The demise of the Chinese real estate market has caused a ripple effect in the dry bulk shipping market. In its latest weekly report, shipbroker Allied Shipbroking said that “the dry bulk shipping market has been on an overall downward trajectory since its post-summer peak in early October. Nowhere has this been more troubling than in the Capsize market where rates have been particularly subdued and underperforming. This has been primarily based on the softer performance of the iron ore trade this year, with the slump in demand in China having driven a severe breakdown in the overall market balance.
According to Allied’s George Lazaridis, Head of Research & Valuations, “the main weakness in the market has been the drop in China’s real estate sector, with investments in 2022 having already noted a decline of close to 10% compared to the same time frame in 2021. Construction accounts for more than a third of local demand for steel in China. The turbulence that has been noted since the Evergrande default on its debt payments and the continued COVID-lockdown disruptions observed since, have had as a consequence a property market that has been on the verge of collapse. The main criticism of previous weeks had been that during the Communist party congress in October, little reference was made as to any significant measures to be rolled out in order to support the frail real estate sector”.
Mr. Lazaridis added that “all this seems to have changed this past week, with regulators issuing a major plan to boost this sector. Amongst these were measures to assist financial firms in addressing the liquidity crisis noted amongst real estate developers, the easing of down-payment requirements for homebuyers as well as allowing real estate developers greater access to money from home presales. These new measures seem to be quite meaningful, with markets having already shown a positive shift in their wake, yet worries still abound that the headwinds the industry faces are too big and that these measures may have been too delayed. On the positive side, these measures have been taken concurrently with a shift in the way Beijing will look to tackle COVID outbreaks moving forward”.
“Despite the fact that the country is still battling several new outbreaks of the coronavirus, they have decided to loosen restrictions through incremental shifts, starting with a shortening of quarantine for people who have come in close contact with an infected person as well as easing on traveling. Although this isn’t a major shift, it has helped ease concerns in the market and many are seeing a potential for a slight revival in consumption levels. Given all the above, as well as the fact that iron ore inventories are currently at relatively low levels, the expectation is that we may see some support emerge over the final days of 2022, with November already showing a better performance in terms of iron ore loadings compared to 1 month prior. Steel mills have already started to increase production, while the price of iron ore in both the physical and paper markets have shot up”, Allied’s analyst said.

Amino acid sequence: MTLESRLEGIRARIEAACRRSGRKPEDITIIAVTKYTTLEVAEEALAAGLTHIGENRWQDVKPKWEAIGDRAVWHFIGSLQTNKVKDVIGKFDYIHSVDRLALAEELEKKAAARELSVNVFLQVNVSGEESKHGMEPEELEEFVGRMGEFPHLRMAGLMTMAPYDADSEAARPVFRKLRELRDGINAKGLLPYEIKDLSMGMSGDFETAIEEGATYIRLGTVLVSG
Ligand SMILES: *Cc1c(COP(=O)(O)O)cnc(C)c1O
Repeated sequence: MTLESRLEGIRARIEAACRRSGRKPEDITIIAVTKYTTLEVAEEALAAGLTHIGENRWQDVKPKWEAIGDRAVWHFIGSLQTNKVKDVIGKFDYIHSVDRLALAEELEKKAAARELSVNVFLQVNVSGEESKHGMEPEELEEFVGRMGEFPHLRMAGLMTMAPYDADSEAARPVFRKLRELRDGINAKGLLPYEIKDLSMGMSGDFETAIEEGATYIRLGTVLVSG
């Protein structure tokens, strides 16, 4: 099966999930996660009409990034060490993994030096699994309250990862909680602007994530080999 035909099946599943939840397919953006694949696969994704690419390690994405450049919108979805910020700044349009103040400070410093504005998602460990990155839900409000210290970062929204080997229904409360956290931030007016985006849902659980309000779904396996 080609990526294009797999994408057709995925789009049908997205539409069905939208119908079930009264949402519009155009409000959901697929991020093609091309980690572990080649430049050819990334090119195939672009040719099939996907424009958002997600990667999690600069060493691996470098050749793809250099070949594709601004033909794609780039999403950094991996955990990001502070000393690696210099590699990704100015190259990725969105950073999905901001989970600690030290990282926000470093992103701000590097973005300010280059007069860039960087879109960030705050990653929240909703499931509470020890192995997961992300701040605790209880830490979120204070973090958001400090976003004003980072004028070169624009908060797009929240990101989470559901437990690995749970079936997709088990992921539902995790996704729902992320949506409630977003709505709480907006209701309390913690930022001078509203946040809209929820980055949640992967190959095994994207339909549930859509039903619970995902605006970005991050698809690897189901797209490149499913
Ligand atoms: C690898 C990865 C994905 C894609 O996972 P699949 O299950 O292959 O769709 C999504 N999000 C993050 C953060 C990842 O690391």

He concluded that “any further compounding improvement to be noted over the next few weeks would help alleviate the market, to some degree, from the downward pressure it has been under during the past few months and could possibly even go as far as providing meaningful support for a considerable improvement to be noted in terms of freight rates. It is too early to tell as to what degree and how quickly the market can recover over the next 2 months, especially when considering the fact that in late January 2023 we are likely to face a temporary stall as China begins its seasonal Lunar New Year festivities. However, all this may help expedite the overall market effect, urging steel mills to make up for lost time and ramp up their overall production much quicker”.
Nikos Roussanoglou, Hellenic Shipping News Worldwide